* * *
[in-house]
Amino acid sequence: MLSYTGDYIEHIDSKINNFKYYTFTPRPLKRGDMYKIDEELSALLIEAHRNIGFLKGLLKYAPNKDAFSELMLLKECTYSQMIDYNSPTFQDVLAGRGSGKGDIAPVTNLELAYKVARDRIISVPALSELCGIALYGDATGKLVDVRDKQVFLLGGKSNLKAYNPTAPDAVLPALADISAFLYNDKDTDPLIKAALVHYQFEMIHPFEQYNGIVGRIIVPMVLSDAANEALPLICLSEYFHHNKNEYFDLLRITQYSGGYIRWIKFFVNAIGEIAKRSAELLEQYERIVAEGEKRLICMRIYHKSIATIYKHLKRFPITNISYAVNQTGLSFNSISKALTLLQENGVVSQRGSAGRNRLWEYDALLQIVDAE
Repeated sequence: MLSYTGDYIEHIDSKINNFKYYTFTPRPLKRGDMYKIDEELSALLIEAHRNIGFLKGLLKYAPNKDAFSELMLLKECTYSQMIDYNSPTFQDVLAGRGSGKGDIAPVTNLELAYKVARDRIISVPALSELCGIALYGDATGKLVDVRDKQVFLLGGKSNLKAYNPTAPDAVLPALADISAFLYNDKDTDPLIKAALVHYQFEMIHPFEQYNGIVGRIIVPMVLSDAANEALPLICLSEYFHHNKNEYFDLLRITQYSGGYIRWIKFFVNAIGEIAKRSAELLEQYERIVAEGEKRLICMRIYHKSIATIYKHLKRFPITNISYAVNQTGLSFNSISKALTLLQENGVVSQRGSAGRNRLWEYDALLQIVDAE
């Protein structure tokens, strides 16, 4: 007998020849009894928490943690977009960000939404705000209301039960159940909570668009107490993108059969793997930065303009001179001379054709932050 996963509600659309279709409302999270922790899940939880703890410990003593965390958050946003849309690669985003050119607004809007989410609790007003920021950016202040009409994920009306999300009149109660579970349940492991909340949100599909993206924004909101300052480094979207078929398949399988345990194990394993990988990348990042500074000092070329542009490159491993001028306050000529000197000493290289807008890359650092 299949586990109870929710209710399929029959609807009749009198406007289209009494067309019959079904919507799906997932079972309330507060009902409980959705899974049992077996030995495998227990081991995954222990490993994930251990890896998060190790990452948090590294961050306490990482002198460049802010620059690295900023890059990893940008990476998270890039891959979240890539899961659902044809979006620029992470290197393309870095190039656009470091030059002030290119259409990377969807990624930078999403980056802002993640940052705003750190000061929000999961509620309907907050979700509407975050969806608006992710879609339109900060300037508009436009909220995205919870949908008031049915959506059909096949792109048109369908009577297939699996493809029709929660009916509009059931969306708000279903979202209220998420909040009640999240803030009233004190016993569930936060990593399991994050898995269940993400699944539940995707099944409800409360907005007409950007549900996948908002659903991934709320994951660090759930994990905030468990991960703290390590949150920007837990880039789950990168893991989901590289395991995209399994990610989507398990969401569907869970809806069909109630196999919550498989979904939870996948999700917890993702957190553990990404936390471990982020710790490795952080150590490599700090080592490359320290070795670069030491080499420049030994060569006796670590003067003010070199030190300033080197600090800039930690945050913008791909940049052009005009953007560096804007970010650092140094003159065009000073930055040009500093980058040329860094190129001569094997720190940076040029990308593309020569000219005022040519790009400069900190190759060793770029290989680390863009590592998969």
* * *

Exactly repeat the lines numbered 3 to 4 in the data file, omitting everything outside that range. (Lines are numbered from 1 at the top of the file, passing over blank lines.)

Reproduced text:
Repeated sequence: MLSYTGDYIEHIDSKINNFKYYTFTPRPLKRGDMYKIDEELSALLIEAHRNIGFLKGLLKYAPNKDAFSELMLLKECTYSQMIDYNSPTFQDVLAGRGSGKGDIAPVTNLELAYKVARDRIISVPALSELCGIALYGDATGKLVDVRDKQVFLLGGKSNLKAYNPTAPDAVLPALADISAFLYNDKDTDPLIKAALVHYQFEMIHPFEQYNGIVGRIIVPMVLSDAANEALPLICLSEYFHHNKNEYFDLLRITQYSGGYIRWIKFFVNAIGEIAKRSAELLEQYERIVAEGEKRLICMRIYHKSIATIYKHLKRFPITNISYAVNQTGLSFNSISKALTLLQENGVVSQRGSAGRNRLWEYDALLQIVDAE
């Protein structure tokens, strides 16, 4: 007998020849009894928490943690977009960000939404705000209301039960159940909570668009107490993108059969793997930065303009001179001379054709932050 996963509600659309279709409302999270922790899940939880703890410990003593965390958050946003849309690669985003050119607004809007989410609790007003920021950016202040009409994920009306999300009149109660579970349940492991909340949100599909993206924004909101300052480094979207078929398949399988345990194990394993990988990348990042500074000092070329542009490159491993001028306050000529000197000493290289807008890359650092 299949586990109870929710209710399929029959609807009749009198406007289209009494067309019959079904919507799906997932079972309330507060009902409980959705899974049992077996030995495998227990081991995954222990490993994930251990890896998060190790990452948090590294961050306490990482002198460049802010620059690295900023890059990893940008990476998270890039891959979240890539899961659902044809979006620029992470290197393309870095190039656009470091030059002030290119259409990377969807990624930078999403980056802002993640940052705003750190000061929000999961509620309907907050979700509407975050969806608006992710879609339109900060300037508009436009909220995205919870949908008031049915959506059909096949792109048109369908009577297939699996493809029709929660009916509009059931969306708000279903979202209220998420909040009640999240803030009233004190016993569930936060990593399991994050898995269940993400699944539940995707099944409800409360907005007409950007549900996948908002659903991934709320994951660090759930994990905030468990991960703290390590949150920007837990880039789950990168893991989901590289395991995209399994990610989507398990969401569907869970809806069909109630196999919550498989979904939870996948999700917890993702957190553990990404936390471990982020710790490795952080150590490599700090080592490359320290070795670069030491080499420049030994060569006796670590003067003010070199030190300033080197600090800039930690945050913008791909940049052009005009953007560096804007970010650092140094003159065009000073930055040009500093980058040329860094190129001569094997720190940076040029990308593309020569000219005022040519790009400069900190190759060793770029290989680390863009590592998969």